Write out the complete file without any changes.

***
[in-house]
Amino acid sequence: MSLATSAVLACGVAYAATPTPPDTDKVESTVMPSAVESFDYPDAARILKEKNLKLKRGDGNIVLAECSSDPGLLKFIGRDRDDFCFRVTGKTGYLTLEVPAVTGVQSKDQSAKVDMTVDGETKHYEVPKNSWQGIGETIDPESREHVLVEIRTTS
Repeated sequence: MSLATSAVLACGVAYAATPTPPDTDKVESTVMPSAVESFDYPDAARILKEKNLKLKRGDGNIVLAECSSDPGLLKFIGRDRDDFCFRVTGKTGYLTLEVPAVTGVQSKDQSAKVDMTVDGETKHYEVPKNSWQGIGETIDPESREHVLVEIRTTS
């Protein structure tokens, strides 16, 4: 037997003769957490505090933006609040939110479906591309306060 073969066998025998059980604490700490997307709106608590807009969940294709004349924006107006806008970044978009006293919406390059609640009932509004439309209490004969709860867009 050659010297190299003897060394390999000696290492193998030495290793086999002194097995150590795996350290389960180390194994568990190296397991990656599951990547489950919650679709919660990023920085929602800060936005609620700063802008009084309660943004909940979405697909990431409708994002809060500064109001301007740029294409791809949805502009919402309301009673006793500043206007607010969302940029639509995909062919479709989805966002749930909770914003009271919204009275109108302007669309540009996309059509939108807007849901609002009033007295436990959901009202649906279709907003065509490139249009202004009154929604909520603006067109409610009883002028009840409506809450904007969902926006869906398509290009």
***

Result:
[in-house]
Amino acid sequence: MSLATSAVLACGVAYAATPTPPDTDKVESTVMPSAVESFDYPDAARILKEKNLKLKRGDGNIVLAECSSDPGLLKFIGRDRDDFCFRVTGKTGYLTLEVPAVTGVQSKDQSAKVDMTVDGETKHYEVPKNSWQGIGETIDPESREHVLVEIRTTS
Repeated sequence: MSLATSAVLACGVAYAATPTPPDTDKVESTVMPSAVESFDYPDAARILKEKNLKLKRGDGNIVLAECSSDPGLLKFIGRDRDDFCFRVTGKTGYLTLEVPAVTGVQSKDQSAKVDMTVDGETKHYEVPKNSWQGIGETIDPESREHVLVEIRTTS
């Protein structure tokens, strides 16, 4: 037997003769957490505090933006609040939110479906591309306060 073969066998025998059980604490700490997307709106608590807009969940294709004349924006107006806008970044978009006293919406390059609640009932509004439309209490004969709860867009 050659010297190299003897060394390999000696290492193998030495290793086999002194097995150590795996350290389960180390194994568990190296397991990656599951990547489950919650679709919660990023920085929602800060936005609620700063802008009084309660943004909940979405697909990431409708994002809060500064109001301007740029294409791809949805502009919402309301009673006793500043206007607010969302940029639509995909062919479709989805966002749930909770914003009271919204009275109108302007669309540009996309059509939108807007849901609002009033007295436990959901009202649906279709907003065509490139249009202004009154929604909520603006067109409610009883002028009840409506809450904007969902926006869906398509290009």